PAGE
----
2021 Large Residential

Aside from its beauty, this Colorado Springs, Colorado, residence known as Krafthaus has another redeeming quality: It has a HERS Index score of -1. This remarkable feat results in an energy savings of $7,177 per year. The HERS score is a nationally recognized industry standard for measuring a home’s energy efficiency. According to HERSIndex.com, a home with a HERS Index Score of 130 is 30% less energy efficient than a standard new home. A home with a HERS Index Score of 70 is 30% more energy efficient than a standard new home. The lower the number the better, obviously. A score of zero means the home is Net Zero, so a score of -1 is off the charts, so to speak. 

According to RESNET (Residential Energy Services Network – https://www.resnet.us), the average HERS score for homes nationwide is 61. Given the average size of an American family home of 2,531 square feet (Statista.com) when compared to this home’s 4,194 square feet of livable space, that’s a remarkable feat indeed. 

That was achieved through a number of means. The home’s exterior walls are 100% ICF, made by Fox Blocks. There’s also 569 square feet of interior ICF and 3,467 square feet of 4-inch foam insulation. The home has a 1,607-square foot LiteDeck attic floor and 1,607 square feet of BCI flooring with gypcrete for the second floor. ICF was also used on a 200-square-foot bridge over a culvert at the home’s entry, and a 146-square-foot frost wall below the porch for a total of 5,336 square feet of ICF. It took only 68 days to install all of that, out of a 64-week construction schedule. The home was completed in April 2020 for $1.2 million.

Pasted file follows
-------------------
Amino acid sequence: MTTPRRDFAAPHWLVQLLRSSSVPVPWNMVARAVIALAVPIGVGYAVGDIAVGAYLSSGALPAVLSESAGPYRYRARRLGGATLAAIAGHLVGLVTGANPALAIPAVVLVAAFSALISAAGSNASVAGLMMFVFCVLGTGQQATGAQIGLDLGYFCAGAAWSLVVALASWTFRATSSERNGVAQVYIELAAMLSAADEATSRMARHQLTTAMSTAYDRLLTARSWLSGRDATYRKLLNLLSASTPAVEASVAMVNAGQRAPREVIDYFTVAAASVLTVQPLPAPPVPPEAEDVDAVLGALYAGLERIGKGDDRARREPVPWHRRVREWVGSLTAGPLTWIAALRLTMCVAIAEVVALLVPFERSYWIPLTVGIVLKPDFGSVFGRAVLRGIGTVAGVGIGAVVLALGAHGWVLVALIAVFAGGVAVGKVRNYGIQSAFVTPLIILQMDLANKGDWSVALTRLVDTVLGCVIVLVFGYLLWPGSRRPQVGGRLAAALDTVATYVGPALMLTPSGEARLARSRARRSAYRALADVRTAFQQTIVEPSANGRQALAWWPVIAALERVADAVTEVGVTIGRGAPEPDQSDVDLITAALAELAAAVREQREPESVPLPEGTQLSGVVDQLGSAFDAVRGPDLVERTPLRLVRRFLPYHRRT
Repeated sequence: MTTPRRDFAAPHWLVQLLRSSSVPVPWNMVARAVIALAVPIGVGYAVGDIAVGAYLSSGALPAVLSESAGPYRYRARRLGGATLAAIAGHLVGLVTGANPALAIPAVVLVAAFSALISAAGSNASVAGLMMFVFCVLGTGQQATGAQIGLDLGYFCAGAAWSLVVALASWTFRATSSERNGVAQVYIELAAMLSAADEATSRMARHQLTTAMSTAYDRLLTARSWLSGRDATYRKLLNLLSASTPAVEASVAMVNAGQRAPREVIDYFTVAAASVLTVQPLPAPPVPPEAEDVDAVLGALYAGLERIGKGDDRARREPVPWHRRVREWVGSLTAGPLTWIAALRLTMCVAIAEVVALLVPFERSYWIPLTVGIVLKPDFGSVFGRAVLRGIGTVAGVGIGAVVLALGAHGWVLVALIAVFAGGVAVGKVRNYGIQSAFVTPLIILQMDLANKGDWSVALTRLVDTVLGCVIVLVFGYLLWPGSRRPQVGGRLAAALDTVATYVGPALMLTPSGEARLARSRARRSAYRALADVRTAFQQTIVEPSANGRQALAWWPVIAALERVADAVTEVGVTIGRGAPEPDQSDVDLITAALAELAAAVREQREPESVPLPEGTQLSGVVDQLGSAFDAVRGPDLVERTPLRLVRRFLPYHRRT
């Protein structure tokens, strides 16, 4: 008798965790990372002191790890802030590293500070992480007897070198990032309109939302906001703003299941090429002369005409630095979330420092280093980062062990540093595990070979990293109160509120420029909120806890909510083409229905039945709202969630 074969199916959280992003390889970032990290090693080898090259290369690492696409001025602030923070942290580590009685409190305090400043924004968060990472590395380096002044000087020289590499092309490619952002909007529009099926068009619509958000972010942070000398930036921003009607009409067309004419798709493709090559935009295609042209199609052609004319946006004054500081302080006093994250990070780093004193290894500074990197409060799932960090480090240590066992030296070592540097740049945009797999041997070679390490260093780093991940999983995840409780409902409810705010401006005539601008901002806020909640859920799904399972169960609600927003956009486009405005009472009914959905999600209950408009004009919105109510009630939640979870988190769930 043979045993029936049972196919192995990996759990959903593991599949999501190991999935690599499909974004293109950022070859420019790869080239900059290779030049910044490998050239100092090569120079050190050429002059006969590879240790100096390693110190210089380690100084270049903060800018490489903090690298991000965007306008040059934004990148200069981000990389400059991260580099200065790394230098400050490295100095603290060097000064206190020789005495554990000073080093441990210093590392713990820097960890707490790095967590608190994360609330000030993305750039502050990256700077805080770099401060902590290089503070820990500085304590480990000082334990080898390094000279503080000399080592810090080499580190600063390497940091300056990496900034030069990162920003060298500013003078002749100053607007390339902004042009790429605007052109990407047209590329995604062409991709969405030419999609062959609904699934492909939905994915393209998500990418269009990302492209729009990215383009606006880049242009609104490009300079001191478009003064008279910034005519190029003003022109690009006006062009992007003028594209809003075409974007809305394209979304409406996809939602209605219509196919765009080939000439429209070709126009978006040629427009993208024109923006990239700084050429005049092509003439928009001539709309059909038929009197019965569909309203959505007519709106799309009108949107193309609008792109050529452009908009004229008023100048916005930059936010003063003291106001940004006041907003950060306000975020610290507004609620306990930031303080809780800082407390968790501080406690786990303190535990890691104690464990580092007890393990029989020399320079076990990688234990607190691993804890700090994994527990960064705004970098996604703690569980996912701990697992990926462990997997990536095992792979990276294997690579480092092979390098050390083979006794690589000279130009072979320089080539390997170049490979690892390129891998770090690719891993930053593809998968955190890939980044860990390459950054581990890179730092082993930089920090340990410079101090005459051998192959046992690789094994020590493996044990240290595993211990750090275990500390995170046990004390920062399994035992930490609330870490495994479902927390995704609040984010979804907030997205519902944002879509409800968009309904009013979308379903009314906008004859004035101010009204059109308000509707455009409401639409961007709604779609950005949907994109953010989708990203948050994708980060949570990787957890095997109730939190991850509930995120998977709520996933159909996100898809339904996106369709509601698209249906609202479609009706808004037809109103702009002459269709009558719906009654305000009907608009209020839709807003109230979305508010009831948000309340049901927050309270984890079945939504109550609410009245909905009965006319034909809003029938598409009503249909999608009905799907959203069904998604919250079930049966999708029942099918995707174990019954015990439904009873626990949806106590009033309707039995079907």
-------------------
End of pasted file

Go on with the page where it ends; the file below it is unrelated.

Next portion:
The homeowners’ primary desire was to build a home that adhered to the “whole building” approach to design and construction. This approach takes into consideration how every component of the building will work together: the walls, the windows, the insulation, etc. The owners did quite a bit of research on concrete construction. They were attracted to concrete because of the durability, security, safety, and the low maintenance quality. The husband was interested in the benefits of protection from natural disasters while the wife was attracted to the quietness of ICF, given that they were building in such a windy area. They were looking for a contractor with experience in ICF and selected a contracting team that also distributes Fox Blocks ICF, so the choice in ICF brand was clear.

The home was built on land with a high water table (4 feet below grade), making a basement impossible. An attic was provided for storage, and a LiteDeck concrete lid on the main house provided additional safety from fire and tornados, which the homeowner was concerned about. With views of Pikes Peak in the background, the architectural control committee mandated that the home could not obscure any other homeowner’s views. It’s location also meant dealing with extreme weather: periodic wind-driven snow and extremely cold temperatures. The builders dealt with snow drifts of 4 and 5 feet and daily wind gusts.

The ICF installers, High Performance Structures, had 20 years of experience and it showed in the construction of a large curved window wall, requiring custom cutting of each ICF block. The ICF LiteDeck attic floor and ceiling required rebar in the channels every two feet, allowing them to span large distances without needing either dropped beams or posts. With walls up to 27 feet tall, the engineer required 8-inch core ICF for the radius walls so the standard radius block could not be used and it all had to be custom cut.